The vest is an essential garment for anyone who loves classic elegance: it’s a fundamental element of a three-piece suit and it has gained over the course of time a leading role in the male wardrobe by being an indispensable protagonist in ceremonies and a precious ally in business or casual contexts.
Here is all you need to know about the vest: its history, its characteristics, how to choose it, match it and wear it.
Regardless of whether you’re matching your vest to your suit or not, it’s important to recognize that the simple act of wearing a vest in the first place means that you’re a little more dressed up than if you didn’t wear the vest. Simply put, the more layers you choose to wear, the more dressed up you are.
Excluding exceptions, the vest must always be worn over a shirt with a buttoned collar and under a single-breasted jacket or blazer. It should never be worn under a double-breasted jacket: the neck of the jacket, in fact, must be large enough to allow the waistcoat to be visible.
It must be snug and adapt perfectly to your body, so as to make it comfortable to carry the jacket over it. Its length must be sufficient to be able to cover and hide the waist on the front, while laterally and on the back it is usually shorter.
For these reasons, opting for a made to measure vest is always the best solution: you will be sure to wear a vest of the right length, made to fall perfectly and adapt to your physicality.
The shape of the vest refers to the opening style. A V-shape is more common whereas a U-shape can be a little more English looking, I feel.
The V-shape mirrors the style of a men’s suit nicely and is quite versatile being dressed down. On the other hand, a U-shape will always be pretty dressy looking, and overall, offers a softer look when worn with a suit.
A suit vest should be slim cut and tapered slightly at the waist. This creates a very tailored look, which is what you want from your vest. If it just hangs in a straight line with your torso, you’ll look baggy and unkempt.
The shoulders should be snug and lie flat against your body. There shouldn’t be any gapping of the shoulder line.
The armholes should be high up against your underarms; this will ensure a better fit against your body. If there is any straining or pulling of the vest buttons, the vest is too small and needs some alterations.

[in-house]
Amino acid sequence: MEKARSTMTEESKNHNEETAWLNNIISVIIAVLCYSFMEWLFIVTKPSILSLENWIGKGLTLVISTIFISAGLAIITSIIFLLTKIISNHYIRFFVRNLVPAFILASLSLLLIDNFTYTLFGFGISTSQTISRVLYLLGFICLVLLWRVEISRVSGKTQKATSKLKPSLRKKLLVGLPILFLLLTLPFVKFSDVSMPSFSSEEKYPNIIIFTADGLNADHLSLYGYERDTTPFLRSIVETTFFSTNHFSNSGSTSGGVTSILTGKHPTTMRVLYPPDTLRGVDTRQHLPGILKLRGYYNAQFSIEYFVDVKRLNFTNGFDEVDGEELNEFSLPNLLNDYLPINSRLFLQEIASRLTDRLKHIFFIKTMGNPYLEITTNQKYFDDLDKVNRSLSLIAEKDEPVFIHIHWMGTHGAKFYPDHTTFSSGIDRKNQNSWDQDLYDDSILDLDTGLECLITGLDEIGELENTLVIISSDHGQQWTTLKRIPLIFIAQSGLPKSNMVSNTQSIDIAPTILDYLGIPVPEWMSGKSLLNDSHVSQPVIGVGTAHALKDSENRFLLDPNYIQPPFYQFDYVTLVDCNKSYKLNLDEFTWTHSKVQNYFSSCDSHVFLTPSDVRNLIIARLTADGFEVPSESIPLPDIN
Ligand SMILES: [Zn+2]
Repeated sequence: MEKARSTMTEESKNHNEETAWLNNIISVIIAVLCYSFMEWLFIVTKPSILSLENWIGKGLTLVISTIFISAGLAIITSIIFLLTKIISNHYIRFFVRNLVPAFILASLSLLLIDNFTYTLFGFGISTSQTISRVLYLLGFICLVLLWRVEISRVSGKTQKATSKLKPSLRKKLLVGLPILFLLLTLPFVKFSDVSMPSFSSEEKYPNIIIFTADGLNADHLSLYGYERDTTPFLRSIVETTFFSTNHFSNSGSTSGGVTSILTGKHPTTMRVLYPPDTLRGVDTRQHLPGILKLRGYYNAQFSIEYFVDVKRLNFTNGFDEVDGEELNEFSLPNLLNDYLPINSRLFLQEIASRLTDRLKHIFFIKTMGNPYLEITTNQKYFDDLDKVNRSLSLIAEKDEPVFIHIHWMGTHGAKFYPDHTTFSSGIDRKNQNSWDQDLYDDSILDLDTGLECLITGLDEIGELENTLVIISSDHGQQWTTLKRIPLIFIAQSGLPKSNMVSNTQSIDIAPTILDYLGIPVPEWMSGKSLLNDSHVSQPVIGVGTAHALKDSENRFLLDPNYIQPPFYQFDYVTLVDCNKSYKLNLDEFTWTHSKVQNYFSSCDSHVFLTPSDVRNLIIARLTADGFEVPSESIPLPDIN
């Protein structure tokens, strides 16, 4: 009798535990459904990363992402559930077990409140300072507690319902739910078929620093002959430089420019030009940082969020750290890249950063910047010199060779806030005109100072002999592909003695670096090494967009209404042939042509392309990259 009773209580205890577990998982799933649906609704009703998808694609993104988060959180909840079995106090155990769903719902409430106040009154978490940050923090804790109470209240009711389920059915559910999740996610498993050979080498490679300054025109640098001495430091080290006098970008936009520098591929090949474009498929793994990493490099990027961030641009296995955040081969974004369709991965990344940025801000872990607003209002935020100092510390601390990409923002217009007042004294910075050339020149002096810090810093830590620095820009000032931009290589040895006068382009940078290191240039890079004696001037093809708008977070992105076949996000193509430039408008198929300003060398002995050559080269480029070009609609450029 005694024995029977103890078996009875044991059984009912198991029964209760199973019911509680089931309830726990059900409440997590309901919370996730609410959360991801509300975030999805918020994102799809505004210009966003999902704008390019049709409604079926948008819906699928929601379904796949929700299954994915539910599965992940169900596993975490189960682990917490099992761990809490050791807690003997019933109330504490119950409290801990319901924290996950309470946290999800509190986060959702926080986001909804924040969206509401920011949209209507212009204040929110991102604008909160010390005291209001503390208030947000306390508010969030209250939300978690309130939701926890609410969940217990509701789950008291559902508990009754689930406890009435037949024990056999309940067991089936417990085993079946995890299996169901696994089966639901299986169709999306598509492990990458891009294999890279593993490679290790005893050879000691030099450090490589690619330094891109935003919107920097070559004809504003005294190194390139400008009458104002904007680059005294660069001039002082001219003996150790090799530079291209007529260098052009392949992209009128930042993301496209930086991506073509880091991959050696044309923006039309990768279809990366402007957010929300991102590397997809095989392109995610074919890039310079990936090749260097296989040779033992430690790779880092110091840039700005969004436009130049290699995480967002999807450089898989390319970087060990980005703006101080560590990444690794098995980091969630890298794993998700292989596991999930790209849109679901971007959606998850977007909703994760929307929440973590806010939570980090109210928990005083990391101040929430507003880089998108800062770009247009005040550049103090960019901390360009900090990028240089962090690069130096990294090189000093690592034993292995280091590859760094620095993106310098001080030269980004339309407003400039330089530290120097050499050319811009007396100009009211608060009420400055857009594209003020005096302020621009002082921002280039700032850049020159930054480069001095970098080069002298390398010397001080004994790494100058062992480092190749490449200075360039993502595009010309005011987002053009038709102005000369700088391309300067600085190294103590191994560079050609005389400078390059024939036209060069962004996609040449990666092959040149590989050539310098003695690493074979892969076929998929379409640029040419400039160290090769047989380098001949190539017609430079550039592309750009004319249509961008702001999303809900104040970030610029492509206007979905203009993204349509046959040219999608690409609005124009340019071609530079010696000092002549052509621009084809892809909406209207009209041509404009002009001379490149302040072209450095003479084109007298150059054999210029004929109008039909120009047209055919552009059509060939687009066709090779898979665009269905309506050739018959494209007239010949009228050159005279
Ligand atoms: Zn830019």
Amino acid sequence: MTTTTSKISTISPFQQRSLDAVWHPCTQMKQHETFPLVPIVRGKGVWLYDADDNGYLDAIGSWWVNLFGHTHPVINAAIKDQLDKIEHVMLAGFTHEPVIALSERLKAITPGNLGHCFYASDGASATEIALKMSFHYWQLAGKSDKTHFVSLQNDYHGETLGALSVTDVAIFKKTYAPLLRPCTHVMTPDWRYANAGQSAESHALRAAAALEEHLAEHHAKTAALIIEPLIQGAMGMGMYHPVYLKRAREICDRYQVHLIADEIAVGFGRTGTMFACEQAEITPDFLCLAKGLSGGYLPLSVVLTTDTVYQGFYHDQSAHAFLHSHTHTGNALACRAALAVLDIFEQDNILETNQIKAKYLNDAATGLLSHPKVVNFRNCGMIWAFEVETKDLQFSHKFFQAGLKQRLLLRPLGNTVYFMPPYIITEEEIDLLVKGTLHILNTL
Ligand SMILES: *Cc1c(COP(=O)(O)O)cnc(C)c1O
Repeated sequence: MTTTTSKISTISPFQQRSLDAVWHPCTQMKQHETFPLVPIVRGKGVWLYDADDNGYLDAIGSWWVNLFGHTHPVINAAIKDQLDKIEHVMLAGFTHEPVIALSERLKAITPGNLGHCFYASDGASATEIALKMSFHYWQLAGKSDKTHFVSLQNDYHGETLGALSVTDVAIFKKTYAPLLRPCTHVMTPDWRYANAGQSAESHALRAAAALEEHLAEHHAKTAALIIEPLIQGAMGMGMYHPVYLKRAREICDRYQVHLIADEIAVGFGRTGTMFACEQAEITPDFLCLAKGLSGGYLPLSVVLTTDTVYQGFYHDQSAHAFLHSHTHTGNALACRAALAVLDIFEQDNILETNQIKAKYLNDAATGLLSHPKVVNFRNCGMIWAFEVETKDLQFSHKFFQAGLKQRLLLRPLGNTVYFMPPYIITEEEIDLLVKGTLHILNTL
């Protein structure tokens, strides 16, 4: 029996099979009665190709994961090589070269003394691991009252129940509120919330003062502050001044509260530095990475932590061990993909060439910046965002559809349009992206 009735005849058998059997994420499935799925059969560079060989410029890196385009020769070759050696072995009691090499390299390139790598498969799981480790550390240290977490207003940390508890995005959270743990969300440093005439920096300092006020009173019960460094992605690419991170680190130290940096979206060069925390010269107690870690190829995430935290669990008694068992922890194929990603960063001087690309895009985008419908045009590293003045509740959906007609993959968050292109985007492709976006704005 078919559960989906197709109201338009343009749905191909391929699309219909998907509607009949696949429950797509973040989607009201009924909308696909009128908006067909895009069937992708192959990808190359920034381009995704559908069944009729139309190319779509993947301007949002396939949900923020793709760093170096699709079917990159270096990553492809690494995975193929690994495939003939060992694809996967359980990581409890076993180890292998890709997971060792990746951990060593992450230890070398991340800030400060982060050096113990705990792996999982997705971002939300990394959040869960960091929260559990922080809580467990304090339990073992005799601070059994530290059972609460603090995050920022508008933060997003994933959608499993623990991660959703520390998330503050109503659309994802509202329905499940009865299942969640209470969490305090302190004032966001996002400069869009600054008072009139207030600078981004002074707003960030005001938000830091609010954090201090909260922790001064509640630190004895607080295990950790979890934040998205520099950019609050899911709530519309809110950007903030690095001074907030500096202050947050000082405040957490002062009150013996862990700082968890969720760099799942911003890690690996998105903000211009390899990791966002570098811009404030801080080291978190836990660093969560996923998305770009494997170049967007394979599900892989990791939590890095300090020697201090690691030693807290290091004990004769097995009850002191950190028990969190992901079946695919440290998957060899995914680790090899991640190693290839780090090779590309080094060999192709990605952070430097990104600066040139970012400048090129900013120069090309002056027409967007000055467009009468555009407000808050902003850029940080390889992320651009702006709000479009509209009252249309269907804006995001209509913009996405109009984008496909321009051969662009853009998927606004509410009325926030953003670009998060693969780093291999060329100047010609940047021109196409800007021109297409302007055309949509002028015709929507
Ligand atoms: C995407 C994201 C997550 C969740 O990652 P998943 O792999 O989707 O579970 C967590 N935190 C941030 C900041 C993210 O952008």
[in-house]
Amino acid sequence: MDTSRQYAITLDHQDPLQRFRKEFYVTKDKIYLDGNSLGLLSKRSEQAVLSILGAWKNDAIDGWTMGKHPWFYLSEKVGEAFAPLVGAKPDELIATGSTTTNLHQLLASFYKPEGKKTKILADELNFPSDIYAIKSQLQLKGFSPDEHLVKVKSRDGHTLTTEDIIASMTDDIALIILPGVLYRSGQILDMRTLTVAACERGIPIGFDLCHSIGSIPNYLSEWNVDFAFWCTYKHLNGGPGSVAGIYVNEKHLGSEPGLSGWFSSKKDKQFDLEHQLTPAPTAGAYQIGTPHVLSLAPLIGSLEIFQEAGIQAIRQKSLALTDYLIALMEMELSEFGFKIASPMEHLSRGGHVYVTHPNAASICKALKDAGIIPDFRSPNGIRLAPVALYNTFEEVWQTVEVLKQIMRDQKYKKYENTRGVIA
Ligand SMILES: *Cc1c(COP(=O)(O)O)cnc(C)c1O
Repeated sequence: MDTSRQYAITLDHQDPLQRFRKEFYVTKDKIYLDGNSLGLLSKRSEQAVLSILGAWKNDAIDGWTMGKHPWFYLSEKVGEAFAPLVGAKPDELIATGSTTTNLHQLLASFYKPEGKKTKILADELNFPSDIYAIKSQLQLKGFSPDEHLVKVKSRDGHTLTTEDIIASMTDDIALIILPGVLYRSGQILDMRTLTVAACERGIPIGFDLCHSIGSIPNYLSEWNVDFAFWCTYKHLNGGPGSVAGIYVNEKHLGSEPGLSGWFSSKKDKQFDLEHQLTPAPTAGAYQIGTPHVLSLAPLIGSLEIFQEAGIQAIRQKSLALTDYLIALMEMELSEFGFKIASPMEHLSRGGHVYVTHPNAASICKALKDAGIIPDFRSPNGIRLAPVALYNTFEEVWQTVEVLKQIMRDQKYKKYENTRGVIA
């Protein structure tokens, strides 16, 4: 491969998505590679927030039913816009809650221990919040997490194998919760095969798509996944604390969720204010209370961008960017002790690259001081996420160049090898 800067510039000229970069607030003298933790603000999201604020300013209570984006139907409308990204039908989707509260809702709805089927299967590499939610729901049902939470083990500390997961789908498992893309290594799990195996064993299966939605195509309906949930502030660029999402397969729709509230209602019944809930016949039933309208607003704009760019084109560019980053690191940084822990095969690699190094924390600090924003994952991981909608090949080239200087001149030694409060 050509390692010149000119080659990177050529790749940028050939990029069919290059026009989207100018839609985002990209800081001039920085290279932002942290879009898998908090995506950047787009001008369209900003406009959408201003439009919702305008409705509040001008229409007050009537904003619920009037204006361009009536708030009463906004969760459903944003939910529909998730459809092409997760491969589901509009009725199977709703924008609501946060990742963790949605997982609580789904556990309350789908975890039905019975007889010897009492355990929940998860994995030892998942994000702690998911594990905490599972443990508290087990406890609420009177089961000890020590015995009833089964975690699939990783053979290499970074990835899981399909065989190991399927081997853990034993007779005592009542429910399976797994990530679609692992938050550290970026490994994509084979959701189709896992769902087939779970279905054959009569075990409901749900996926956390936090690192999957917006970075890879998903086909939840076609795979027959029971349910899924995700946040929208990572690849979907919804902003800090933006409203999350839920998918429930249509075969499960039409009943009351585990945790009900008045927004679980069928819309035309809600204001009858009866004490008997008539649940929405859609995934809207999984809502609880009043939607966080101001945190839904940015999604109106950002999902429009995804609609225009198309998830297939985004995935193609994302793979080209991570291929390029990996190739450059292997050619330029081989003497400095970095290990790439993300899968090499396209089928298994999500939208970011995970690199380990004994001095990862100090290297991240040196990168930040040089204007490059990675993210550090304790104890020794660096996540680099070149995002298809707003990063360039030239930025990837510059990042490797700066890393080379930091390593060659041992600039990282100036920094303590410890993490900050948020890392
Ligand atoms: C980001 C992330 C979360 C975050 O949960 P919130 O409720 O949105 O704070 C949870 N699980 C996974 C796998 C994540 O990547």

The neckline of your vest creates a V-shape and rises relatively high against your chest. The shape of the V should be narrow enough so that others can see a hint of your vest when you button your suit jacket.
Your vest should have at least one more button than your suit jacket. And remember to leave your bottom button undone.
Generally, most suit vests will be single-breasted. However, in those rare instances when you are wearing a double-breasted suit vest, it will likely have lapels.
Lapels on a vest aren’t overly common today, at least in the New York or New Jersey area. Typically, we’ll make a vest with no lapel just because it has a cleaner look. That being said, there’s certainly nothing wrong with having a lapel on a vest. Similar to a suit or tuxedo, you have three basic options: notched, peaked, and shawl.
A Guide to Colors
The vest can always be paired with the original suit. Broadly speaking, you should always be able to match the vest with the same color suit.
The black vest is versatile. You must pair your black vest with a black suit for the most formal appearance. This is ideal for official occasions, funeral ceremonies and even weddings. At the other end of the fashion range, your black vest can create a comfortable and comfortable look. Wear comfortable black pants, light blue inlaid shirts and black or brown leather boots. You can wear black vests in casual, black gray pants, light blue inlaid shirts and brown leather boots. Alternatively, wear a navy outfit and black shoes. Add a crisp white shirt and you’re ready to go. A contrasting red tie would look very nice here. You can also combine your black vest with charcoal gray pants, but avoid wearing a jacket.
Blue and Gray
Blue and gray are the backbone of any well-dressed man’s closet, especially when it comes to suiting. Outfits like a navy blue blazer and gray pants are traditional and easy pairings. To update this color combo, try mixing a gray vest into a blue suit. A solid vest provides a simple backdrop on which to apply some pattern, like a check suit and a striped knit tie. When the vest is a neutral gray you can pair it with almost anything, but we still love the timelessly elegant blue and gray combo.
The brown suit vest doesn’t match only the original brown pants and jacket. Brown also joins very well with blue. Try the navy pants with a light blue shirt next to the brown vest. Add dark brown shoes and pull them all together with your tie. Choose navy background, brown highlights, and even a tie with a few contrasts of lighter blue. If you want to wear your brown vest in a completely different way, find well-dressed blue jeans. Add a pair of brown leather shoes and wear a white, light-collar shirt.